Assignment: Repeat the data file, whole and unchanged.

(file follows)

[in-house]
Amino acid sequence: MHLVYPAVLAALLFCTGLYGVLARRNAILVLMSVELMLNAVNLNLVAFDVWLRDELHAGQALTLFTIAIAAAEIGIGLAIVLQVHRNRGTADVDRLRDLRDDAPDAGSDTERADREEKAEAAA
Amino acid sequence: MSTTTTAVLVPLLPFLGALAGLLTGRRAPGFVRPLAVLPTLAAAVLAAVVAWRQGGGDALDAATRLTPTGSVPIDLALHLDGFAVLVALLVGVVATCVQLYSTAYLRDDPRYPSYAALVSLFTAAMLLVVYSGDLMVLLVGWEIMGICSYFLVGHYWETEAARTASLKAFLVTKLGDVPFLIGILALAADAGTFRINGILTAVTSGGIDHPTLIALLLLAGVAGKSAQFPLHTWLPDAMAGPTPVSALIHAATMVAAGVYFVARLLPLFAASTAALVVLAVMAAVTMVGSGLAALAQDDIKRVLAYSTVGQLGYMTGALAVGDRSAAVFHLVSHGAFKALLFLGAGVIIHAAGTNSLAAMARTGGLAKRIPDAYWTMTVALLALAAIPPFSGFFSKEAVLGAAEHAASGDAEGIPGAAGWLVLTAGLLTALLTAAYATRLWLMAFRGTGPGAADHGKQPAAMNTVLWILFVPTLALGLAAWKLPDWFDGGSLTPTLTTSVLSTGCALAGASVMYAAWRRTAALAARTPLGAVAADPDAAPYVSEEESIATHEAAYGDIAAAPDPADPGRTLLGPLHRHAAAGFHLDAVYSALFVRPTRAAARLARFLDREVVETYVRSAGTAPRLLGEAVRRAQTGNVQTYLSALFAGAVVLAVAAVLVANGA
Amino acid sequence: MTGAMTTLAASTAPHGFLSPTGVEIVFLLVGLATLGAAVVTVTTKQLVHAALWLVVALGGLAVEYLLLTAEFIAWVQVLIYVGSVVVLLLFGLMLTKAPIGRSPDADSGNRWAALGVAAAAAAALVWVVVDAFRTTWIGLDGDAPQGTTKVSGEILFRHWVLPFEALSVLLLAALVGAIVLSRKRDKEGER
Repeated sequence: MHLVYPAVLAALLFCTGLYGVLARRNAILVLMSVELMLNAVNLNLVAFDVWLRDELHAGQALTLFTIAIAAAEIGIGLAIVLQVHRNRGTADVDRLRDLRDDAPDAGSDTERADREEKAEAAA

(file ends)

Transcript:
[in-house]
Amino acid sequence: MHLVYPAVLAALLFCTGLYGVLARRNAILVLMSVELMLNAVNLNLVAFDVWLRDELHAGQALTLFTIAIAAAEIGIGLAIVLQVHRNRGTADVDRLRDLRDDAPDAGSDTERADREEKAEAAA
Amino acid sequence: MSTTTTAVLVPLLPFLGALAGLLTGRRAPGFVRPLAVLPTLAAAVLAAVVAWRQGGGDALDAATRLTPTGSVPIDLALHLDGFAVLVALLVGVVATCVQLYSTAYLRDDPRYPSYAALVSLFTAAMLLVVYSGDLMVLLVGWEIMGICSYFLVGHYWETEAARTASLKAFLVTKLGDVPFLIGILALAADAGTFRINGILTAVTSGGIDHPTLIALLLLAGVAGKSAQFPLHTWLPDAMAGPTPVSALIHAATMVAAGVYFVARLLPLFAASTAALVVLAVMAAVTMVGSGLAALAQDDIKRVLAYSTVGQLGYMTGALAVGDRSAAVFHLVSHGAFKALLFLGAGVIIHAAGTNSLAAMARTGGLAKRIPDAYWTMTVALLALAAIPPFSGFFSKEAVLGAAEHAASGDAEGIPGAAGWLVLTAGLLTALLTAAYATRLWLMAFRGTGPGAADHGKQPAAMNTVLWILFVPTLALGLAAWKLPDWFDGGSLTPTLTTSVLSTGCALAGASVMYAAWRRTAALAARTPLGAVAADPDAAPYVSEEESIATHEAAYGDIAAAPDPADPGRTLLGPLHRHAAAGFHLDAVYSALFVRPTRAAARLARFLDREVVETYVRSAGTAPRLLGEAVRRAQTGNVQTYLSALFAGAVVLAVAAVLVANGA
Amino acid sequence: MTGAMTTLAASTAPHGFLSPTGVEIVFLLVGLATLGAAVVTVTTKQLVHAALWLVVALGGLAVEYLLLTAEFIAWVQVLIYVGSVVVLLLFGLMLTKAPIGRSPDADSGNRWAALGVAAAAAAALVWVVVDAFRTTWIGLDGDAPQGTTKVSGEILFRHWVLPFEALSVLLLAALVGAIVLSRKRDKEGER
Repeated sequence: MHLVYPAVLAALLFCTGLYGVLARRNAILVLMSVELMLNAVNLNLVAFDVWLRDELHAGQALTLFTIAIAAAEIGIGLAIVLQVHRNRGTADVDRLRDLRDDAPDAGSDTERADREEKAEAAA